There's a ginger-haired man inside the hut and he's looking at them from the window. Bom boldly states the reason for their presence and the man tells him they're at the wrong end. If they want to go over the rainbow and down the other side to the other end they'll need tickets. Yes, it appears that the search for the crock of gold has attracted an entrepreneur but what's the use of asking two destitute children and a penniless soldier for ninepence? As it has before, Bom's drum saves the day because the man says he'll give them tickets if Bom will let him have a few bashes on it. The bargain is sealed and the funny little man emerges from his hut, hands them their tickets and then gives the drum a few enormous BOM BOM BOMS. The noise makes the rainbow shake and shiver so much that Bom's rather scared it might shatter to bits and he tells the man to cool it a little. After a few more BOMS the man returns the drum and tells them that they need to climb the first half of the rainbow and slide down the other side but they'll need rugs to sit on or the friction will wear out their clothes. Bom is sure the loan of rugs would cost more bangs on his drum so he vetoes that and walking up to the shimmering end of the rainbow he wonders how they're supposed to climb it. The ticket-man has all the answers so take note - you use Rainbow Gum. You put a little on your hands and feet so that you won't slip down as you go but it costs. This man is in for everything he can make from his position as the official Rainbow Guardian and I can't quite understand why he hasn't gone over and claimed the crock for himself. Bom's not having any more money talk however and he says that he wants the gum for nothing ... well, almost nothing. He'll get Wuffy to lick the man three times for luck. How's that? It meets with approval so the transaction is made and the gum is handed out. Once sufficiently daubed, the adventurers plus dog begin there climb. Up and up they go and soon it's rather scary to look down because they're so high and the earth is so far below. They reach the top and then, mindful of the damage they may do to their clothes, Bonny has an idea - they can all sit in the enormous hanky that Bom received from the tramp and slide down on it. First Bom lets his drum roll away to the bottom of the rainbow and then they all sit on the hanky and - WHOOOOOOOOSH! Down they speed with Bom ever willing and able to sing no matter what the circumstances -
Here we all go
On the shimmering bow,
Bonny and Benny and me!
We're over the bend ...
Enough, enough! Any more of that might send us round the bend. Bom and the children experience a wonderful slide and I'm not surprised seeing the height they were at and then ... BUMP! They're at the bottom and rolling over half-laughing and half-frightened. The hanky has certainly come in useful because although it's full of holes, everyone's clothes have been protected including Wuffy-dog's fur. Now what? Looking about them they spy an old woman sitting outside a souvenir shop knitting a scarf with rainbow thread and in the window they see several spades for sale. That's just what they need so they approach the woman who guesses why they're visiting and she lets on that it's a waste of time to search for the crock of gold because about a million people have borrowed her spades yet no one has found anything of value. Bom and the twins are still anxious to try so the kind lady says she'll lend them three spades for nothing and give them a bun each. Well! Now I'm hoping they find the gold if only to pay the woman back for her kindness. They eat their buns then begin digging but eventually they become very tired so Bom decides to quit and search for his drum which rolled off the end of the rainbow and is nowhere in sight. The others have had enough as well so they return the spades and set off to help Bom but their search seems destined to end on a forlorn note. They have no luck at all and after a while, hungry and tired, they sit down and Bom starts tapping his drum-sticks on a hollow tree in the hopes that his drum may hear the noise and know that its owner is nearby.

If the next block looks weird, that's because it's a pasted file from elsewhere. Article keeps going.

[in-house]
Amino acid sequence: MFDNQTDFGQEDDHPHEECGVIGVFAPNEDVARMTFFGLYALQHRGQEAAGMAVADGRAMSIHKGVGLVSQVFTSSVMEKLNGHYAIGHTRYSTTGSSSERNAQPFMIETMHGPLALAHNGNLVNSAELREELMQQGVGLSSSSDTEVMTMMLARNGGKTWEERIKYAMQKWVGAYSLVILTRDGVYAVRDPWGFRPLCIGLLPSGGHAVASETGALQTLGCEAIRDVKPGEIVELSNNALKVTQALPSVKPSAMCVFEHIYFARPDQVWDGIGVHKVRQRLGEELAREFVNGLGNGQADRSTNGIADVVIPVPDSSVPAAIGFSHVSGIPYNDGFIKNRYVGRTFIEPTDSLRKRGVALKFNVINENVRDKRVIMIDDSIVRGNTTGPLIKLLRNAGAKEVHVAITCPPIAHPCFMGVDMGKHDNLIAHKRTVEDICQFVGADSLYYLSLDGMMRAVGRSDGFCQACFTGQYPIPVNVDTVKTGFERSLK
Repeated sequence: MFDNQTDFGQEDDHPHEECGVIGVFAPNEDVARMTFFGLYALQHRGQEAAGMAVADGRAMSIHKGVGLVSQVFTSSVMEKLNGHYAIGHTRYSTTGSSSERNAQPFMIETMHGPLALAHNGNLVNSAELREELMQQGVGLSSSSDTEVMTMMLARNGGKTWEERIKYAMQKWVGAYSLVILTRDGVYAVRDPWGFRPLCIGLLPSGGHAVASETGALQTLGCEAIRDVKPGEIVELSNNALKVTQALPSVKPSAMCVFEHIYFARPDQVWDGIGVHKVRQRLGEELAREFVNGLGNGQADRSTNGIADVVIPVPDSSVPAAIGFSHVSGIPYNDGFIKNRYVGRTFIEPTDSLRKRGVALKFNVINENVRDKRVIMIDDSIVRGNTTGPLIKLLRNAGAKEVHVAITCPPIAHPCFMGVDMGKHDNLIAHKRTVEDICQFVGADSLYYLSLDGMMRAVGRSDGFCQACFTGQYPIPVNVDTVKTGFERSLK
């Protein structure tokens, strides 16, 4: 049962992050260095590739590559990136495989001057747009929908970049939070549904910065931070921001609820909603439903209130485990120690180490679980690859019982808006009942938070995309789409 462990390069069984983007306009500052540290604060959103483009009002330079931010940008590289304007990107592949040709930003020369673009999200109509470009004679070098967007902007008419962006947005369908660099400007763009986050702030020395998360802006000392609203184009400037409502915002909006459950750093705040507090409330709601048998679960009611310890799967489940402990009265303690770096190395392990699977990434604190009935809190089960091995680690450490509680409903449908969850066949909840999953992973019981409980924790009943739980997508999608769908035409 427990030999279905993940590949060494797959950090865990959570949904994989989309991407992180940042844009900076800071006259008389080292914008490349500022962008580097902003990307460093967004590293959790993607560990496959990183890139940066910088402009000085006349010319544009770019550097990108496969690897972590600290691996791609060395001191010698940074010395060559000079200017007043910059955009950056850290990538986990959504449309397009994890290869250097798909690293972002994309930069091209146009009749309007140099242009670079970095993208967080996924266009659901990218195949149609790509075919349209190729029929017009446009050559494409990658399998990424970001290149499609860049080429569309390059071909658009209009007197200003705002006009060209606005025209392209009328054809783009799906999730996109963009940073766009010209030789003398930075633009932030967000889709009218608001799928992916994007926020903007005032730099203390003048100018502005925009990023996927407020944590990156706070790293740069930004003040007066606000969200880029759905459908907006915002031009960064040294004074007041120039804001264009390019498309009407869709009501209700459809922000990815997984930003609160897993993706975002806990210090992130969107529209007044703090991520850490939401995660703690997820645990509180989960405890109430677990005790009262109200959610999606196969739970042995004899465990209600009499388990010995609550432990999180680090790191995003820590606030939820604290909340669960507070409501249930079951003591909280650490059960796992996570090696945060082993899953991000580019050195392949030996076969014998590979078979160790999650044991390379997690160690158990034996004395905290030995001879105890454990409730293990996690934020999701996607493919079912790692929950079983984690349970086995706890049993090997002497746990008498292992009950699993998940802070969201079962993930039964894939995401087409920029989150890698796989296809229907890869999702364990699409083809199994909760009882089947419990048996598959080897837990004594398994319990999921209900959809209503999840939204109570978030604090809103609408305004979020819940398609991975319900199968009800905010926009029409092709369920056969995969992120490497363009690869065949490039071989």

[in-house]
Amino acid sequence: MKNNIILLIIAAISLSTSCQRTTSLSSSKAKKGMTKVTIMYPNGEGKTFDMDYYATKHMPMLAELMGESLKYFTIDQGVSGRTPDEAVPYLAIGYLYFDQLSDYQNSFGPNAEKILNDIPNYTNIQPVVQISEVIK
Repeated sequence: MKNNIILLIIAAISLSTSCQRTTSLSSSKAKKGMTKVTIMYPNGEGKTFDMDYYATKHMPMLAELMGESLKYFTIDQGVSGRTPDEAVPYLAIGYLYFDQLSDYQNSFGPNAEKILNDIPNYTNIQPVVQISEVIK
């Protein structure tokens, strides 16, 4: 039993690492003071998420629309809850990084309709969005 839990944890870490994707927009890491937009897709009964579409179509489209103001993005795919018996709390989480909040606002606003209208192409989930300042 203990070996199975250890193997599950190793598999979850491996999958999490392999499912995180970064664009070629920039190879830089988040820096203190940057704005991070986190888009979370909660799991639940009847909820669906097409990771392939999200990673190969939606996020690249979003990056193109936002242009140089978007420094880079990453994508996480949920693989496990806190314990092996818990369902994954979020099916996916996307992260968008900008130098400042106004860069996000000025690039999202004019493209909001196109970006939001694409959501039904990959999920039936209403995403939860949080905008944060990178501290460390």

What a surprise they receive when suddenly there comes an answering "Bom-diddy-bom-diddy-bom-bom-bom!"

Bom is terribly excited and they all stumble off in the direction of the bom-boms and when they push through some thick bushes they spy the drum lying on its side by a stream. How can a drum play itself one might wonder? The explanation is simple ... a furry bunny-rabbit is standing on it and drumming away with his feet. Seeing Bom, it runs down a hole but then returns with another dozen or so of its friends once it realises that the little soldier and the children aren't threatening. Bom starts beating his drum happily and then Bonny gives a sudden shout and points to the rabbit hole. Everyone stares. What has she seen? In an Enid Blyton book where children are searching for valuables and one of them gives a shout and points to something I think an educated guess could be made as to what's been spotted. Did you guess right? No, you didn't because you thought it would be the Crock of Gold. Maybe I'm wrong but anyway, what Bonny is pointing at is a single, shiny, piece of gold wedged in the side of the burrow. Bom scrapes it out and then digs frantically at the earth with his drum-sticks to widen the hole a little but that's no good so Wuffy takes a hand. Dogs are pretty good at digging earth out of holes but rabbits are even better equipped so they all join in as well. They dig the hole wider and wider and then Wuffy gives a loud bark and jumps out with another piece of gold. Bom tells the rabbits to exit and then with Bonny and Benny holding his feet he lowers himself into the opening and, unbelievably, his hands actually touch the revered crock of gold! After all these years, it has been found! Bom can't get hold of it properly because it's broken so he grabs a few handfuls of the contents and passes them up to the others.